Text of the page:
Here is how I used photorec to destroy what was left of my data. I post this confession that others may learn.
I attempted to upgrade the OS of a linux machine. Unfortunately, the installation procedure didn't upgrade the OS,
but rather rebuilt the entire disk. The incremental backups were found to have failed leaving the last full backup
and whatever could be got from the overwritten disk. Darn.
I bought a new, larger disk drive and installed a new linux OS. Significantly, I chose the same host name as the machine had before, as I was trying to rebuild the server as it had been.
Installed testdisk and photorec.
Halted the machine, attached the overwritten disk drive, rebooted.
Observed the mounted disks with df and mount to verify that the new, larger disk was mounted.
Started testdisk to try to recover the overwritten lvm partition.
Gave up, started photorec to at least try to get back some of the files.
Started a disk scan, let that run overnight.
Found, to my surprise, in the morning, that the scan had stopped because the hard drive was full.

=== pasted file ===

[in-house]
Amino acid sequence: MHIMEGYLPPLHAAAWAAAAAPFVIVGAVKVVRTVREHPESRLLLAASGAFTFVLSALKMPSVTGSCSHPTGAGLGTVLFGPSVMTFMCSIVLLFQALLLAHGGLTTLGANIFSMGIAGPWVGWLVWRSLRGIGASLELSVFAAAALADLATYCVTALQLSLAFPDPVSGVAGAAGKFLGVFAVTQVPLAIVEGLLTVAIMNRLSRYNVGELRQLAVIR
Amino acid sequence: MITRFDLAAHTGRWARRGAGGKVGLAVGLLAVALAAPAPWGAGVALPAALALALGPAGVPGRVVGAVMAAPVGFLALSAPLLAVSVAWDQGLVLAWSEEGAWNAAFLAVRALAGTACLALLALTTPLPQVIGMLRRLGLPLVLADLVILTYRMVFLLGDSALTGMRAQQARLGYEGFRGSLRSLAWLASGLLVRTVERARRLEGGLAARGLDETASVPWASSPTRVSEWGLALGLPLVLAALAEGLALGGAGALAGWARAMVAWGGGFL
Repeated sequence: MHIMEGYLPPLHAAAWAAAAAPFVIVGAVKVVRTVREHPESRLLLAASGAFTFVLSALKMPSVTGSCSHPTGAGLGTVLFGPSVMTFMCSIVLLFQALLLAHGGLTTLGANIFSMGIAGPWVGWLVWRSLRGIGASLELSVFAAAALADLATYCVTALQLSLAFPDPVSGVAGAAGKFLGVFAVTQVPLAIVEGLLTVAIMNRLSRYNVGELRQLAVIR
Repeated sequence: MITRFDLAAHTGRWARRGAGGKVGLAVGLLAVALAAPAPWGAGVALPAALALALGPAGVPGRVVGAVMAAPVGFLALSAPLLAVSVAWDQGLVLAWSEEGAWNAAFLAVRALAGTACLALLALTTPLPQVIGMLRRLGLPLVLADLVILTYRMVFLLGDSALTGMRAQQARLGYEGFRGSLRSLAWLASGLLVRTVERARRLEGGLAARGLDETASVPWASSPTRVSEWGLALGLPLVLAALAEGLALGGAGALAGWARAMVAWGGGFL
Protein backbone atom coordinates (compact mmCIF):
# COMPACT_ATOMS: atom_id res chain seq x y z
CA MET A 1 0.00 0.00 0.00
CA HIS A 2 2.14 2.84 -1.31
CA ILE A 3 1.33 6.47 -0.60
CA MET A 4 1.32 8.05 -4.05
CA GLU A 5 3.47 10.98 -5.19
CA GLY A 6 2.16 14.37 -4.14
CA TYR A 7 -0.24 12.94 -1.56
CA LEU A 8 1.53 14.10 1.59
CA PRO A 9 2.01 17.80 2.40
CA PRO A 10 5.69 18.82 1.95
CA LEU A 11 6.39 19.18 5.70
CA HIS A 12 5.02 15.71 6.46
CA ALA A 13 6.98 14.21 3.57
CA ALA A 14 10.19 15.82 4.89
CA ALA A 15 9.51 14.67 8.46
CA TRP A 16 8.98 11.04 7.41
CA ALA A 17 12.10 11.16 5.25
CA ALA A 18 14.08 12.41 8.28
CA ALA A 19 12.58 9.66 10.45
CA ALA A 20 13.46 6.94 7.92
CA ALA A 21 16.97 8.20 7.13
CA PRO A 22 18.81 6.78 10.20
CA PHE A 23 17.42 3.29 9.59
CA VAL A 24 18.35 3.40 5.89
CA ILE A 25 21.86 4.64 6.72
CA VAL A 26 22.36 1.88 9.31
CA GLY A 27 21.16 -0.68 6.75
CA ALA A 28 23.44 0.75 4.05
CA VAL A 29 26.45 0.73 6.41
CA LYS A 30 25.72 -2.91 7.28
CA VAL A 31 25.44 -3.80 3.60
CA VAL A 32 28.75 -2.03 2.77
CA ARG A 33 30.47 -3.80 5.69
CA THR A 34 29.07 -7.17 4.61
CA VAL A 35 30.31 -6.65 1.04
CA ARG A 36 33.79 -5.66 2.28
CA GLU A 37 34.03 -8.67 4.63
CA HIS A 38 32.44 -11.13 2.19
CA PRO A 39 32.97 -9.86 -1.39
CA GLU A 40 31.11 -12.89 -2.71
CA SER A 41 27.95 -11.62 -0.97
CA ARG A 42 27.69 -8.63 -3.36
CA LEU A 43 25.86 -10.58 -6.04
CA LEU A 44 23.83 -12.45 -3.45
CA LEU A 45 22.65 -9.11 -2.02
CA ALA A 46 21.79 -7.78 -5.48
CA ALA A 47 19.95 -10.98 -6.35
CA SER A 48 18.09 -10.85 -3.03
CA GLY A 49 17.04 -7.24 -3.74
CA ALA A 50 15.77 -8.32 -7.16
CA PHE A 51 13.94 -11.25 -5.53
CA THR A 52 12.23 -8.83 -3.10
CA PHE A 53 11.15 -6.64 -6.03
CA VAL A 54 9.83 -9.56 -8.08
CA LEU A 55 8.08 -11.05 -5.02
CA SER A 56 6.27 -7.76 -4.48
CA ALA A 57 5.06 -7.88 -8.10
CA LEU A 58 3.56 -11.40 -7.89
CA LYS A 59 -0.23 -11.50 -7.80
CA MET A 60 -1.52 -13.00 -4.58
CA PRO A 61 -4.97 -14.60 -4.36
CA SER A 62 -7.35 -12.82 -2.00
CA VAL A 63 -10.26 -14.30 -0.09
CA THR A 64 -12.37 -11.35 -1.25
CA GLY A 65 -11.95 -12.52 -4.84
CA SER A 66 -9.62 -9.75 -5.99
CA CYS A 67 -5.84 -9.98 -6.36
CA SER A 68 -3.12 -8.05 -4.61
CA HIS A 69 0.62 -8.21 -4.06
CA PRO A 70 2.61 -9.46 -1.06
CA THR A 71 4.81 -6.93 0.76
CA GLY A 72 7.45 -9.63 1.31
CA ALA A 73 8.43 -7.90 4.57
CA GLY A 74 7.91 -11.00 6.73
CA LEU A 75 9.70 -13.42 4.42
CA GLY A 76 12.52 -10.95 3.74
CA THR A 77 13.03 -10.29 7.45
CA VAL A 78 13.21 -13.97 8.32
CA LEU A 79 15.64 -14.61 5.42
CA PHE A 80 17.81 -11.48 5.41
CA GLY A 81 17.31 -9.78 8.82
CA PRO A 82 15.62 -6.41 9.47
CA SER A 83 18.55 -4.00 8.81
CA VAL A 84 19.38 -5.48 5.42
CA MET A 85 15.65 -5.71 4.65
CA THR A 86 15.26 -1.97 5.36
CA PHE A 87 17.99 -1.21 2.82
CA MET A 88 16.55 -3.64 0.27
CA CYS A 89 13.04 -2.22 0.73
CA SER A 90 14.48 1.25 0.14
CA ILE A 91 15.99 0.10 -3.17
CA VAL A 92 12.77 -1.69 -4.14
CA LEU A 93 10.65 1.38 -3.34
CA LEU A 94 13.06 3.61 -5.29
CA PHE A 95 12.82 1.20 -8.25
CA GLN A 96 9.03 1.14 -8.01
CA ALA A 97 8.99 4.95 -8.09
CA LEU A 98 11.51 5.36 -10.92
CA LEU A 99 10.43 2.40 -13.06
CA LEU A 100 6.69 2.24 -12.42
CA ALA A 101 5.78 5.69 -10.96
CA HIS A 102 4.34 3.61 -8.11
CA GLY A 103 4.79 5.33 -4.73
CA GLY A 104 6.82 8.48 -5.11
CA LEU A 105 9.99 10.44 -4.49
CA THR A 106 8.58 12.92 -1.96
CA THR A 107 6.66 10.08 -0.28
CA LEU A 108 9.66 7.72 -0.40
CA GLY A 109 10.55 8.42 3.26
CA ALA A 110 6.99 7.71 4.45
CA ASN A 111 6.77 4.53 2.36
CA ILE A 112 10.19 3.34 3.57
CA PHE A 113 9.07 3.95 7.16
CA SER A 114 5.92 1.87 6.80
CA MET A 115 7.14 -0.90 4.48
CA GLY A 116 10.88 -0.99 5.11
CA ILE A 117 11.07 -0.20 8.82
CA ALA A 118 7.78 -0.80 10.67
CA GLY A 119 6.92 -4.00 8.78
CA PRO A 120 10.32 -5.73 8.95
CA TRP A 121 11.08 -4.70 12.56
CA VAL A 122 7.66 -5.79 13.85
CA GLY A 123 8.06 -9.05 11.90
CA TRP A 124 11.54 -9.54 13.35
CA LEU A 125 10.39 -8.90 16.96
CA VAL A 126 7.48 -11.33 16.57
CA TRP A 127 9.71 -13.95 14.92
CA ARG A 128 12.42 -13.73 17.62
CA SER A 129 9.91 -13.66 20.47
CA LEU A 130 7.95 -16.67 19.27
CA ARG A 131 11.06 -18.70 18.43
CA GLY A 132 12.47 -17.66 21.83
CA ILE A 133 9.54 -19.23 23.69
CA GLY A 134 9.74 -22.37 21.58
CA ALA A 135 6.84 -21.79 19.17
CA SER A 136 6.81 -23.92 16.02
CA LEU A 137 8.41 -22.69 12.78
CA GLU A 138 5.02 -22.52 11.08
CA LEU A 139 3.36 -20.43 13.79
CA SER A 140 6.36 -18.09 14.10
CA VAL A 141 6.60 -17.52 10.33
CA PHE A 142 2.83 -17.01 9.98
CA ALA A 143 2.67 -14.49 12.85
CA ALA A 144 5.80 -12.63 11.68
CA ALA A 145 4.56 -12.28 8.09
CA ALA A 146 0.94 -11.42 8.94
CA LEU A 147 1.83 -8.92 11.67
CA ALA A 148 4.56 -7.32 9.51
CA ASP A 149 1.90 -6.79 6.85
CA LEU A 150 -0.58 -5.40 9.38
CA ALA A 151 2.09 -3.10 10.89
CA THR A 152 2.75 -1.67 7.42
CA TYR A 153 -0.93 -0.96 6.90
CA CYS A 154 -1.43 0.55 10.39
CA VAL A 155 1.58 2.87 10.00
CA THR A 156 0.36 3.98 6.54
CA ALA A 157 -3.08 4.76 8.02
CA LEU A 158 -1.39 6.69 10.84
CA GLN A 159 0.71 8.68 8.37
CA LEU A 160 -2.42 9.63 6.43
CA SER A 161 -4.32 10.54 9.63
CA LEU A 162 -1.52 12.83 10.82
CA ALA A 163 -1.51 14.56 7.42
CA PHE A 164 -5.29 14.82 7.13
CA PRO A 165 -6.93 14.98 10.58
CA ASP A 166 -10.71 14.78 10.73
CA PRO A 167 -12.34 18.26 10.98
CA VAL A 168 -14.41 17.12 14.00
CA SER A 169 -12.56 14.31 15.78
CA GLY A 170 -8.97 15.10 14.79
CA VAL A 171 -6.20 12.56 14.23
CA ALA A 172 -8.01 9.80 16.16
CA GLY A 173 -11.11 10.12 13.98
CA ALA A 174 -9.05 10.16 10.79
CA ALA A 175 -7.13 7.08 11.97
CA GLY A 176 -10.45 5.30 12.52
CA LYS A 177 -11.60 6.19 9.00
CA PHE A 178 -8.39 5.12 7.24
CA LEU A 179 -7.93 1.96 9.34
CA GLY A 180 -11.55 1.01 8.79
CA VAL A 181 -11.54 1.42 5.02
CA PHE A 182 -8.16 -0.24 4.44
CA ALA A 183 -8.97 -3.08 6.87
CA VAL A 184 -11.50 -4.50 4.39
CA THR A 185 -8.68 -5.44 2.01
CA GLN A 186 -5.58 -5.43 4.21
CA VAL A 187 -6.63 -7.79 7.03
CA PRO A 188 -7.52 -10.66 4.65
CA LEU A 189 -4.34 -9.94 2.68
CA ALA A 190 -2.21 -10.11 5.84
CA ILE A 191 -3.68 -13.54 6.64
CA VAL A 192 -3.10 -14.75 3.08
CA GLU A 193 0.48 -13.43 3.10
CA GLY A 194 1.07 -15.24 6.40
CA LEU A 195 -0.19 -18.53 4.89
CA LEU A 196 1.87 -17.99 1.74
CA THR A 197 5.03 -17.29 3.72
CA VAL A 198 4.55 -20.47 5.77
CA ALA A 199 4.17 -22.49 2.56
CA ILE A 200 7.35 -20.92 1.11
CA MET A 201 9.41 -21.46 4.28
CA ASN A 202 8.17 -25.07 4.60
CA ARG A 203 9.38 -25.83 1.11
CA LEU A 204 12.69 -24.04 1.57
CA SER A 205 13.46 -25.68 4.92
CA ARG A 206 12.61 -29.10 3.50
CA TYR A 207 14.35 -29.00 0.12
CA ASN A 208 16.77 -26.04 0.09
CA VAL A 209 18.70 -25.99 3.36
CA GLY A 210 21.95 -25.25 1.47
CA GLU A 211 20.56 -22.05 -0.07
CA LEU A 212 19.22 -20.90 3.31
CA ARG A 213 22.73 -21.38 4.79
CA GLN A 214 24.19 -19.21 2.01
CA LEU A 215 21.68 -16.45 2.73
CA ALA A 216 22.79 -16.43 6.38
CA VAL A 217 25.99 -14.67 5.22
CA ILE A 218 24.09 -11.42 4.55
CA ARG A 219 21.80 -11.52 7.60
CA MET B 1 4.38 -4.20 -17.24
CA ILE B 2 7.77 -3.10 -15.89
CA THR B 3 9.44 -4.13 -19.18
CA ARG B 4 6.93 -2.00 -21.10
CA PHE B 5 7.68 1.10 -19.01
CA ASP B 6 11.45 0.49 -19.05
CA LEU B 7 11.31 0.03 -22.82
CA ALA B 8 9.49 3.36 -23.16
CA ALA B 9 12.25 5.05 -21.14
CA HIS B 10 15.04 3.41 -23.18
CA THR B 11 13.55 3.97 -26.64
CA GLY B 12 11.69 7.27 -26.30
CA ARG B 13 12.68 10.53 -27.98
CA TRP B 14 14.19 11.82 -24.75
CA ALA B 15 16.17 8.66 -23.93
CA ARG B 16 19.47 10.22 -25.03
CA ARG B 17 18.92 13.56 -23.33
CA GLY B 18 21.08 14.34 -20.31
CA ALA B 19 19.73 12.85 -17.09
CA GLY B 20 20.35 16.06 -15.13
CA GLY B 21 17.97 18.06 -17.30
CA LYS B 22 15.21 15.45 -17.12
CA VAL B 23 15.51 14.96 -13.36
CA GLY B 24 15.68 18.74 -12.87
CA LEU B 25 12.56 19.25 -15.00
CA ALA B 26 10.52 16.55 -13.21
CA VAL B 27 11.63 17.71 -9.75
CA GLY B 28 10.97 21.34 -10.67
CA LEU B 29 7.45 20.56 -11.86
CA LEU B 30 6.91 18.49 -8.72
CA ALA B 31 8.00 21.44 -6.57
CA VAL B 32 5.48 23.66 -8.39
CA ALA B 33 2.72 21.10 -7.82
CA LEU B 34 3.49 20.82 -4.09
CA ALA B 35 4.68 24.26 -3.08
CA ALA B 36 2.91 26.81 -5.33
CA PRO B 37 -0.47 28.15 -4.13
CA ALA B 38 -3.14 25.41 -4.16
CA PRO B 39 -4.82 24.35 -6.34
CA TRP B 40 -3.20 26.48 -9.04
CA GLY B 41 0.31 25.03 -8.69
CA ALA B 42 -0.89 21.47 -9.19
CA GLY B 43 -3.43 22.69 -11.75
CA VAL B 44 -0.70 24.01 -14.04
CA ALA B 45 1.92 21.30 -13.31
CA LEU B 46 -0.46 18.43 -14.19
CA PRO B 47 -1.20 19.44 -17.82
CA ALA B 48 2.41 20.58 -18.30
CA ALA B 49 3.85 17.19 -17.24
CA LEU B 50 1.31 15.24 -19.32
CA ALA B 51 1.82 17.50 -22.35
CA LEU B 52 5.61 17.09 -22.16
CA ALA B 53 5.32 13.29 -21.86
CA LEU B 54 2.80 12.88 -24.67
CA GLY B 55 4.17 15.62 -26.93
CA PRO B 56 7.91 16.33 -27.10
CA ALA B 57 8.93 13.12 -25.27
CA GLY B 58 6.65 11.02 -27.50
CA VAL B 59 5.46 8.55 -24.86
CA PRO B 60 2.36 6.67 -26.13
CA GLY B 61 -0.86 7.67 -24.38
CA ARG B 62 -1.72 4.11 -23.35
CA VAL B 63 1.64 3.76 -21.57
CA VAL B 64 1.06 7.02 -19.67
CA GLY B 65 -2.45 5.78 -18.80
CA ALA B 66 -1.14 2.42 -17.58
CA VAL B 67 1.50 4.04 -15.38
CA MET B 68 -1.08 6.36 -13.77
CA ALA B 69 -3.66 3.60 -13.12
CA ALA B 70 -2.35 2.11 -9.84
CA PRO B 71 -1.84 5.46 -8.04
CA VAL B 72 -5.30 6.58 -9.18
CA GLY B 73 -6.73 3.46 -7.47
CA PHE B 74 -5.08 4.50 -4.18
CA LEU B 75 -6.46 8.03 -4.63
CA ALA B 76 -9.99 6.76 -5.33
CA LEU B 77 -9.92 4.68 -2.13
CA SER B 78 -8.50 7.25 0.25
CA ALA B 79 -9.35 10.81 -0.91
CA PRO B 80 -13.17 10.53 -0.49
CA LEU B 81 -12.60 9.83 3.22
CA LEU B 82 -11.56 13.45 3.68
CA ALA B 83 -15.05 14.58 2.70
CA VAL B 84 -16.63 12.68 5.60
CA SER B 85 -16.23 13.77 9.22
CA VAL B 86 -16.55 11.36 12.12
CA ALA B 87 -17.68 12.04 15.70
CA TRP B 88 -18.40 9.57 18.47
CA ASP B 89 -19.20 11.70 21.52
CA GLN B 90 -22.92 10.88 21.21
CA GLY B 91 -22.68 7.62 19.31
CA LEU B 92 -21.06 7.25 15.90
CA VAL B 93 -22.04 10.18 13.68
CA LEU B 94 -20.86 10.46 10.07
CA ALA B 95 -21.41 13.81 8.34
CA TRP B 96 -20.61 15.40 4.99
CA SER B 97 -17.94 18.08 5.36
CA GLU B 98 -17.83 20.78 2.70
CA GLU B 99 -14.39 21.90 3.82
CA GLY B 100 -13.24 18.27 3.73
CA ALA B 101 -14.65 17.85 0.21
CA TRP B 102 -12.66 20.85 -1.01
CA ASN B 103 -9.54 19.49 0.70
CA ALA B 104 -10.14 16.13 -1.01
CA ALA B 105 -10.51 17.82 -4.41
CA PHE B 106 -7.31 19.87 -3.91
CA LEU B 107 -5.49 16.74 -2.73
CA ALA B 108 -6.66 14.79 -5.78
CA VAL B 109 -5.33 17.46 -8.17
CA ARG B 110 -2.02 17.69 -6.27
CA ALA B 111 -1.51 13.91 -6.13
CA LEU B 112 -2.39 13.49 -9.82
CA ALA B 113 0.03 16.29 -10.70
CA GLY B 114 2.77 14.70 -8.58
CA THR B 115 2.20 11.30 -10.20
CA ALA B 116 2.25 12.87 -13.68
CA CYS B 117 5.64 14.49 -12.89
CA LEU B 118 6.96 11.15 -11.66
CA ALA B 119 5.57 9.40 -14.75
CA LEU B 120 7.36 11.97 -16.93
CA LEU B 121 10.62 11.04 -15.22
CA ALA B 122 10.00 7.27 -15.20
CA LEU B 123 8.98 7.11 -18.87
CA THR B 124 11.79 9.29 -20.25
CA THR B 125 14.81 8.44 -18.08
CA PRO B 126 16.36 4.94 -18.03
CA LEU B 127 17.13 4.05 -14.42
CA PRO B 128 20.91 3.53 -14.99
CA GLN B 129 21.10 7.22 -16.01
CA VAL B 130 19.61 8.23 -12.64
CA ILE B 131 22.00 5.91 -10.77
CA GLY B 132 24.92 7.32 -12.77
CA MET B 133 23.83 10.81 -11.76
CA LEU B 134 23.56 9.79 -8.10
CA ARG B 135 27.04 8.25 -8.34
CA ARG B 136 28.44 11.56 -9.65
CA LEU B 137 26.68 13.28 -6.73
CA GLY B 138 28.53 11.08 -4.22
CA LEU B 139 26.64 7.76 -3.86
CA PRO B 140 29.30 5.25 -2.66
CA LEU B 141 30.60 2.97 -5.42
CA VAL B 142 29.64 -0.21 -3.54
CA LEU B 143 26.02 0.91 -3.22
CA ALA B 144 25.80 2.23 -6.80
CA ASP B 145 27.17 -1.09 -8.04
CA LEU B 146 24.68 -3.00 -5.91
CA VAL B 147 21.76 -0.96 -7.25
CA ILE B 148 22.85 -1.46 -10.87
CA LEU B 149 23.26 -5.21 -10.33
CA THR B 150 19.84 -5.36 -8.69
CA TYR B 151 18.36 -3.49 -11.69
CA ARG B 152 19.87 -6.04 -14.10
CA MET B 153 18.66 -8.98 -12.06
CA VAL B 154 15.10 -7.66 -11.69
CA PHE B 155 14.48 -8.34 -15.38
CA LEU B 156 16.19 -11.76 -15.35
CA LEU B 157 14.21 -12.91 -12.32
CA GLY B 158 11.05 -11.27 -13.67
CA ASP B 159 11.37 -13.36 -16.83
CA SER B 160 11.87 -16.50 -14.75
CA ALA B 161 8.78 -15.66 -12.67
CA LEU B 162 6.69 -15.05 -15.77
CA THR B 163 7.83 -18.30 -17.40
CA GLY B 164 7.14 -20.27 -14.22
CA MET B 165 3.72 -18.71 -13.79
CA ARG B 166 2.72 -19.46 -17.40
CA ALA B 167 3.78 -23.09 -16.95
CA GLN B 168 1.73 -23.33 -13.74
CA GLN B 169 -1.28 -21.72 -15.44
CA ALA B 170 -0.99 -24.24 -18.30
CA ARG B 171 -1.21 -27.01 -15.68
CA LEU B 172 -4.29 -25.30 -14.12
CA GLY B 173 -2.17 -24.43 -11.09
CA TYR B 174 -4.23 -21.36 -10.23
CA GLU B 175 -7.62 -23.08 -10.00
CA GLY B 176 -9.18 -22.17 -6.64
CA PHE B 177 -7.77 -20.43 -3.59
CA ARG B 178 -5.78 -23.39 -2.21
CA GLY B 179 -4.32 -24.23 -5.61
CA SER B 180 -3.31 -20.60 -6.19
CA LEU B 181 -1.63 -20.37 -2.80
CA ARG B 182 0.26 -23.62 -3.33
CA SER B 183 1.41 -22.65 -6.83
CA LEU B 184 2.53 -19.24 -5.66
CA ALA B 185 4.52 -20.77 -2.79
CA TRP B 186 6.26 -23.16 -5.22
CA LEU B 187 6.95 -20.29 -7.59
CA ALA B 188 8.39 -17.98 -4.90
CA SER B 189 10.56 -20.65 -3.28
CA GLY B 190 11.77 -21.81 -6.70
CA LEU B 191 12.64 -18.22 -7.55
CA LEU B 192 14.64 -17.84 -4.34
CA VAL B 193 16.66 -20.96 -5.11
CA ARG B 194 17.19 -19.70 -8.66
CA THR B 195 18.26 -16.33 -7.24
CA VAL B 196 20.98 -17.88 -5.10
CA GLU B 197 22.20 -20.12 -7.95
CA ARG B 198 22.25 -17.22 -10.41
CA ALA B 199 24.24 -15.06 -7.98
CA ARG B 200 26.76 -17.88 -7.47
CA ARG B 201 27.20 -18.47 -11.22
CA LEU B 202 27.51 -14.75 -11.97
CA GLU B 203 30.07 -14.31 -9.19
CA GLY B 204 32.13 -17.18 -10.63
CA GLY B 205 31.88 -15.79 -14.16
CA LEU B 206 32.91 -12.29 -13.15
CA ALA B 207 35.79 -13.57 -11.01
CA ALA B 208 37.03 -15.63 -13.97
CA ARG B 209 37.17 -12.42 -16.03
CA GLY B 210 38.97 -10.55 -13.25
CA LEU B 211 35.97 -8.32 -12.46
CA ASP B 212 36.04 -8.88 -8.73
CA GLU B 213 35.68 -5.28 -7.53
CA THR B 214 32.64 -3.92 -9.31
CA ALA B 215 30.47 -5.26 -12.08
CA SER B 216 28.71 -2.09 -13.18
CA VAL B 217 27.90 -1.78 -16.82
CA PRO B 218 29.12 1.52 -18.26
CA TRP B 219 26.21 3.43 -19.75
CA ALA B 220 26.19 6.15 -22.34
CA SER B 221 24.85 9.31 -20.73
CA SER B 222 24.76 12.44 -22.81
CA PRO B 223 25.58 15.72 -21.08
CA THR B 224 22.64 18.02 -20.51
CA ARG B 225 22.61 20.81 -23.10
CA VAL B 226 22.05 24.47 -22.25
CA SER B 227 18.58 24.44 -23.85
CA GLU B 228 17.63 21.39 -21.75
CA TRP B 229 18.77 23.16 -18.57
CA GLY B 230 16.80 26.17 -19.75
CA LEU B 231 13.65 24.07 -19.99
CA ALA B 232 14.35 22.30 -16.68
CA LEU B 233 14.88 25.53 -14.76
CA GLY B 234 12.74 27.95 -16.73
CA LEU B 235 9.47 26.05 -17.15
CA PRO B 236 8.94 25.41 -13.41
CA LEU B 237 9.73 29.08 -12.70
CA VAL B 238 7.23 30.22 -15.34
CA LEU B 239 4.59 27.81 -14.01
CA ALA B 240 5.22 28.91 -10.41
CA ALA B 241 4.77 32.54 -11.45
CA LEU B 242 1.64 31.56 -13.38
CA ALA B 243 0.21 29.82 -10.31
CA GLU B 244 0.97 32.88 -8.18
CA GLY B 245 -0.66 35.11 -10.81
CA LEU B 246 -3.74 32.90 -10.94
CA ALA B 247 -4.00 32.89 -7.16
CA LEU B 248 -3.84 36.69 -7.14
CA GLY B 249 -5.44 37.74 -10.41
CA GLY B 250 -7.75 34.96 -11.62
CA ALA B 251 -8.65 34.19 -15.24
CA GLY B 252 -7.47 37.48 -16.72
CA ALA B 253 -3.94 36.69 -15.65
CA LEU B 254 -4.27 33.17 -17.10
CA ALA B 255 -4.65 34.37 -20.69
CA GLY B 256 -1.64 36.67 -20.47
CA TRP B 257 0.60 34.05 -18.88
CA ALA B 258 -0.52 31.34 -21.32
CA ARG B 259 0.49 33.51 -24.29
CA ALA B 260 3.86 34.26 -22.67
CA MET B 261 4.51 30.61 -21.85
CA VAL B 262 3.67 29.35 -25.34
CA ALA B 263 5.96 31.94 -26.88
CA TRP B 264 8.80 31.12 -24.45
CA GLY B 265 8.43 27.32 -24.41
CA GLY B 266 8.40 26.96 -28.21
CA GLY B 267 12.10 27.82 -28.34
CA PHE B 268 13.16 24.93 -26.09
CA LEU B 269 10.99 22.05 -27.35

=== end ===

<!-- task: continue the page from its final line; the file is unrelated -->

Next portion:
Upon investigation, I found the scan operation had written many thousands of files to the older, smaller
disk, no doubt overwriting much of the data that might have been recovered.
Since this compounded disaster, I have learned more about how the linux lvm works. Basically, you do not
want two volume groups with the same name, it confuses the lvm completely. Unfortunately, with my distro,
the vg's are named using the hostname given at install time, making it easy in such a case to get into trouble.
I believe the kernel was itself confused about which disk drive it had mounted. I might have detected the
problem using the vg tools if I had been smarter, however.
Photorec wrote data when I thought it was doing a read-only scan. Had I understood it was going to write,
I would have been more careful about the drives. Obviously my inexperience with this otherwise
remarkable utility was a factor here.
In my opinion, photorec should take a command flag, say -w, that authorizes write operations, and should be
read-only by default. This would more clearly distinguish investigation from recovery.
If would also be nice if it could specifically look for multiple drive units with the same logical volume names
and emit a warning, though I don't know if this is possible. If, as the man page states, photorec will never
write to the unit being recovered, then it was itself confused, no doubt by the lvm, whose job it is to
trick higher level components about where exactly data lies.
Using PhotoRec to recover lost data
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